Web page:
Ten years of a publicly funded homebirth in Victoria: maternal and neonatal outcomes

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      The majority of Australian women birth in a hospital, with approximately 1% of women having a homebirth. There are currently 15 publicly-funded homebirth services in Australia. The clinical outcomes of homebirth services are rarely reported.


      To report maternal and neonatal outcomes of the first ten years of operation of a single publicly funded homebirth program in a large metropolitan health service in Australia, 2009-2019.


      Retrospective analysis of clinical outcome data of women and their babies who intended to have a homebirth. Case records of all women (n=827) who were identified as wanting a homebirth were included. Maternal, birth, and neonatal outcomes were compared for: (a) women who birthed at home; and (b) those who were referred to the program but did not birth at home. Descriptive statistics and non-parametric tests were conducted.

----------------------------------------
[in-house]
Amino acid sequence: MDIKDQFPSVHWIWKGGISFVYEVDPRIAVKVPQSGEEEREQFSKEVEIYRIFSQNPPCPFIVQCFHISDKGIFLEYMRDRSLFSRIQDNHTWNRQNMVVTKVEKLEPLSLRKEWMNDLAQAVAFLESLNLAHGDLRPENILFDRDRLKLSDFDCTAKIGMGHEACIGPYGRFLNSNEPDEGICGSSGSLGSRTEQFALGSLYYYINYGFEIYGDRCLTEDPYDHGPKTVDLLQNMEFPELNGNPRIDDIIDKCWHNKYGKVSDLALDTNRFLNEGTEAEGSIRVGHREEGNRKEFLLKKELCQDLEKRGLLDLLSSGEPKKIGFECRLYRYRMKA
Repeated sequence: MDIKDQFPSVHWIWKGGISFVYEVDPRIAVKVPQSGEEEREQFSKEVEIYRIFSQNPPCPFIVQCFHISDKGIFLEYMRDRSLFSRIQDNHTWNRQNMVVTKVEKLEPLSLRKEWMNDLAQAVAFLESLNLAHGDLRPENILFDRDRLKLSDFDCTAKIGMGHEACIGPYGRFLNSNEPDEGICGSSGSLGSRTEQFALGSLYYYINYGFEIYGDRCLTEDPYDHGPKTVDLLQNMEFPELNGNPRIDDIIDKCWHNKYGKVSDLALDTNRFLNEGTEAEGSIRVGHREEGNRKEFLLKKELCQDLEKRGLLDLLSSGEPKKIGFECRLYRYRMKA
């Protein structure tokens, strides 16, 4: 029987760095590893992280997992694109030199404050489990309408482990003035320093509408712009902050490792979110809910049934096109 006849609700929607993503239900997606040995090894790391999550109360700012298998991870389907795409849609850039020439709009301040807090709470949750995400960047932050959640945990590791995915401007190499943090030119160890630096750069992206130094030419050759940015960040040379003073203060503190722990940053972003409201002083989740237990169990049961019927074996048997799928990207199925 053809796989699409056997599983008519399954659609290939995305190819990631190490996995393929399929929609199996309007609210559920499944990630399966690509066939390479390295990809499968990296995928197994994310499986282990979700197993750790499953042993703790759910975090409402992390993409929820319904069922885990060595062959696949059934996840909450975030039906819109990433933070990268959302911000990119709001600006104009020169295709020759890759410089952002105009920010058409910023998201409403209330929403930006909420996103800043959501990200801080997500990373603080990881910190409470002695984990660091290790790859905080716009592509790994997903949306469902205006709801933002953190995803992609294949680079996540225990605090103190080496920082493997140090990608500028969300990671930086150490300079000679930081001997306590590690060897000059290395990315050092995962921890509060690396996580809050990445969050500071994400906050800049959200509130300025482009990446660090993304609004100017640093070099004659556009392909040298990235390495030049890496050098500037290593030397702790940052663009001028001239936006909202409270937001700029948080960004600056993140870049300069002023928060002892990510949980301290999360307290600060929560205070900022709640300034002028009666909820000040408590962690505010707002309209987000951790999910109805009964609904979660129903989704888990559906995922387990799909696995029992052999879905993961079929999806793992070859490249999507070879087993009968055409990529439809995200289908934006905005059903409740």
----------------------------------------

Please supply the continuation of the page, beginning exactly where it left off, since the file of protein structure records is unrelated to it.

Of the 827 women seeking homebirth, 621 remained eligible at 36 weeks’ gestation, 562 commenced labour at home, and 483 birthed at home. The women who had a homebirth were more likely to be multiparous, be married or in a de facto relationship, have a normal vaginal birth, have an intact perineum, and less likely to require suturing compared to those who wanted a homebirth but gave birth in hospital. Infants born at home were less likely to require resuscitation and to be of low birth weight, and more likely to be exclusively breastfed in the early days after birth than the infants born in hospital. There was one neonatal death of a baby born at home before arrival of a midwife.


      The outcomes for women accepted into the publicly funded homebirth program are reassuring and suggest appropriate triaging and case selection. A publicly funded homebirth program, with appropriate governance and clinical guidelines, is a safe option for women experiencing low-risk pregnancies.
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